Tight corsets, frilly, oversized hats, restrictive garments, and unflattering silhouettes were the fate of well-dressed woman before Coco Chanel. It sometimes took hours for women from polite society to get dressed and it sometimes took the same amount of time to get out of their birds-of-paradise contraptions. Before Coco Chanel women dressed for their husbands or the men they wanted to marry; after Coco Chanel women dressed more for themselves.
In Coco Before Chanel, director Anne Fontaine examines the life of the woman before she became the fashion icon that changed the way women and the world looked at fashion and the modern feminine silhouette. Most of us know only of the demagogic, eccentric, short-bobbed Coco Chanel, smoking incessantly as she demanded perfection from an endless supply of assistants. Fontaine presents the young Chanel, struggling against her lowly station in life and figuring out what would later become her self-expression of the feminine.
Fontaine’s inchoate heroine was borne at a time when women had few options; wife, mistress, courtesan, whore, or work drudge. Initially Chanel chose the latter, but when the drudgery of being a humble seamstress became intolerable, Chanel aimed for a life on the stage. With the patronage of wealthy racehorse owner Etienne Balsan (Benoit Poelvoorde), Chanel was free to pursue her creative endeavors and design clothes—at that time mostly for her own body—that were a unique combination of masculine and feminine aesthetics. Unlike other courtesans of that time, Chanel shied away from contour enhancing, over-embellished clothing. Early on her fashion aesthetic emphasized simplicity, clean lines and freedom of movement, initially evidenced in her simple, deconstructed hats. Over time, her boyish style and clothing became her signature look.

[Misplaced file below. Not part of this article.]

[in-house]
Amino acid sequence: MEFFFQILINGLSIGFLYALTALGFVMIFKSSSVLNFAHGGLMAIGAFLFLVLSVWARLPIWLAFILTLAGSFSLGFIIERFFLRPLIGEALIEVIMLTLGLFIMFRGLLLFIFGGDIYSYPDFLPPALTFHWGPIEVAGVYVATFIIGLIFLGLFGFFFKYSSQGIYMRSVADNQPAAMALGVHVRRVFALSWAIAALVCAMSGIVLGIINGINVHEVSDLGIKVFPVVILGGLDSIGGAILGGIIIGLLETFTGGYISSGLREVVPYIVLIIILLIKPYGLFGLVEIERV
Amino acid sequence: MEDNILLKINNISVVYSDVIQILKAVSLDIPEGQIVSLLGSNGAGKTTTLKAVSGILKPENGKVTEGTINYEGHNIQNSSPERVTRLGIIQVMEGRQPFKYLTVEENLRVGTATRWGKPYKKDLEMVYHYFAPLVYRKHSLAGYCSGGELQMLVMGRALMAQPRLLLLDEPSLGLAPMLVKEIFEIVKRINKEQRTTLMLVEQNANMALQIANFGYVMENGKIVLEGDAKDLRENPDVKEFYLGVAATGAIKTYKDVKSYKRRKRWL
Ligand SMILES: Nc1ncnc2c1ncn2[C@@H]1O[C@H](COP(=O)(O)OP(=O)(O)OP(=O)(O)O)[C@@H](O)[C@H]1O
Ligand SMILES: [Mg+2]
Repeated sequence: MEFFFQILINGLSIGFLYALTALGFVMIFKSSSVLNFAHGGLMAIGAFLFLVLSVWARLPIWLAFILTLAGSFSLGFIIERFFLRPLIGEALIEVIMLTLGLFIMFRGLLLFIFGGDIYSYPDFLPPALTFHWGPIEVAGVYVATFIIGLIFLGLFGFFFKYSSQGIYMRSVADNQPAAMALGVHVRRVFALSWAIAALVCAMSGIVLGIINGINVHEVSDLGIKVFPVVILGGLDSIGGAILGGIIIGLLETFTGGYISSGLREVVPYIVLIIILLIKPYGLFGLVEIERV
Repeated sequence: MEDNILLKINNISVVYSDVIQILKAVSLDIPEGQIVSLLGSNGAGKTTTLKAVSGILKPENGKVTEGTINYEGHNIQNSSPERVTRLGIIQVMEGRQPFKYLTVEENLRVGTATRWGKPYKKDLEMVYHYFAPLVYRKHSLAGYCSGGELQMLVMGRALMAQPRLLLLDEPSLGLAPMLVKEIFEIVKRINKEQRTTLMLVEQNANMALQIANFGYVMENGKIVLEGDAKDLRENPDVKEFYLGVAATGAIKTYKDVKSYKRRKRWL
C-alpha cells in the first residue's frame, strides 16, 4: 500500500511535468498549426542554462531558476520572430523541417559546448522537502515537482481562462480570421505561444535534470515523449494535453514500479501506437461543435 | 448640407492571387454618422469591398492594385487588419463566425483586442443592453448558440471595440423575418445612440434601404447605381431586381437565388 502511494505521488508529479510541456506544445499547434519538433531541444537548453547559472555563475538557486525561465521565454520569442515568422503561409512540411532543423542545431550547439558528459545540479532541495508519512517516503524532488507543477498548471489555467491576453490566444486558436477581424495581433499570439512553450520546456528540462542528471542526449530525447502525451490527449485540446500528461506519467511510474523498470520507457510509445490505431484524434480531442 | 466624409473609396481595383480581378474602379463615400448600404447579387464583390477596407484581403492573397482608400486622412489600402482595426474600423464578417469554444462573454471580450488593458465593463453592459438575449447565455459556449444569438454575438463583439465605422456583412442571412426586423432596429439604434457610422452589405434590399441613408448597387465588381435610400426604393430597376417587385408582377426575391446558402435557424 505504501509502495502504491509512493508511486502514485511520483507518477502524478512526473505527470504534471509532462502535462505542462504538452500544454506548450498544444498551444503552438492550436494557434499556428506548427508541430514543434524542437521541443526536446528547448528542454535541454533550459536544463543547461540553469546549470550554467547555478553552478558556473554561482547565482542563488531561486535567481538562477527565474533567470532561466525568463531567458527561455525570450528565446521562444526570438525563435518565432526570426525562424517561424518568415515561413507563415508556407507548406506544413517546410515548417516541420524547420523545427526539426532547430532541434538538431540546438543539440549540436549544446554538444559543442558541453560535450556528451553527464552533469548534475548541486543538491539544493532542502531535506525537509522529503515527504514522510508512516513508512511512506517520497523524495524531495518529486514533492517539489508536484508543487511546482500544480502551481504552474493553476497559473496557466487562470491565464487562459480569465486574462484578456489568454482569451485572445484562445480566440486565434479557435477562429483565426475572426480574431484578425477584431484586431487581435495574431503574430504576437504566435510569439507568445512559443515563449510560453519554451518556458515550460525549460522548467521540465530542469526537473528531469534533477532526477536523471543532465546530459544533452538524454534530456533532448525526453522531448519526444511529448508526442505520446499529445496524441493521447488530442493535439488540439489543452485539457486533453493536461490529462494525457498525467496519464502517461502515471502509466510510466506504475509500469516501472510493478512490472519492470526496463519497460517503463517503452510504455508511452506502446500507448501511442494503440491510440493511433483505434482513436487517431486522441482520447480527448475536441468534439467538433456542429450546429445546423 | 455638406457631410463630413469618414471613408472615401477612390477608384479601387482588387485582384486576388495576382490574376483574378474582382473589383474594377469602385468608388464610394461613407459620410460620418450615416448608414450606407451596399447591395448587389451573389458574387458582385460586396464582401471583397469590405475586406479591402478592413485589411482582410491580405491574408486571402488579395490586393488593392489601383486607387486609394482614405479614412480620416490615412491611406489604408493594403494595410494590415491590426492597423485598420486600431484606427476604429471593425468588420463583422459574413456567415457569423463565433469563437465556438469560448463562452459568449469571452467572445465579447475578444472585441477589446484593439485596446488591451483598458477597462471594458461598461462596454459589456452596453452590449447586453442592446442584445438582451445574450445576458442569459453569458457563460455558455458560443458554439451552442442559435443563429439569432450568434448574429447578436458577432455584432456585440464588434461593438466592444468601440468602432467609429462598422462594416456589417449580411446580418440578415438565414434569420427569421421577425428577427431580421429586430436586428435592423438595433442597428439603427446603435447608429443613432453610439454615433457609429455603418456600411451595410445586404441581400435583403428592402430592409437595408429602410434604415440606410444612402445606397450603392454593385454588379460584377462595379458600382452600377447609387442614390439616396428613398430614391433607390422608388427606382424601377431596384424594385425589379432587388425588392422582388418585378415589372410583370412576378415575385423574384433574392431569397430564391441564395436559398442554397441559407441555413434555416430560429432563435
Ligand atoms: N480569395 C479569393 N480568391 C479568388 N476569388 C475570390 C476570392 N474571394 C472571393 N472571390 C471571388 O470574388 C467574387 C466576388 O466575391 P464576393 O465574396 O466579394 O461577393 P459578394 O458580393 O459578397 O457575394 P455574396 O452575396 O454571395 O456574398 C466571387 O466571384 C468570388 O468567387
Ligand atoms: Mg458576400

Fontaine presents a character that is determined to break with tradition and explore the limitless possibilities of her great talent, regardless of the consequences. Realizing that her station in life has created seemingly insurmountable obstacles to domesticity and comfort, Chanel did what all great women do; she looked to herself and her talent for the answers.
As Coco Chanel, Audrey Tautou brings the intensity and focus that we have come to expect since her performance in Amelie. Tautou’s slim frame and her soul-piercing gaze serve her well in her incarnation of the young Chanel; however, Tautou brings more than uncanny resemblance and narrative eyes to this role. Tautou brings an organic understanding of that period and the forces that shaped Coco Chanel, creating not an imitation of Chanel, but her own nuanced interpretation. Because of this she unearths elements of Chanel’s character that until now have stayed locked behind the myth Chanel herself helped to create.
Fontaine successfully demonstrates in Coco Before Chanel, that although Coco Chanel’s fashion sensibilities grew out of her own frustrations with the constrictions of class and the limited possibilities for women, at the core of this angst was a fashion forward understanding of what women really wanted and needed. And like Chanel, Fontaine strips away any extraneous distractions, revealing the simple, incandescent soul of this great fashion icon.
Coco Before Chanel opens nationally on September 25 and stars Audrey Tautou, Alessandro Nivola, Benoit Poelvoorde, Emmanuelle Devos, and Marie Gillain. Coco Before Chanel is in French with English subtitles.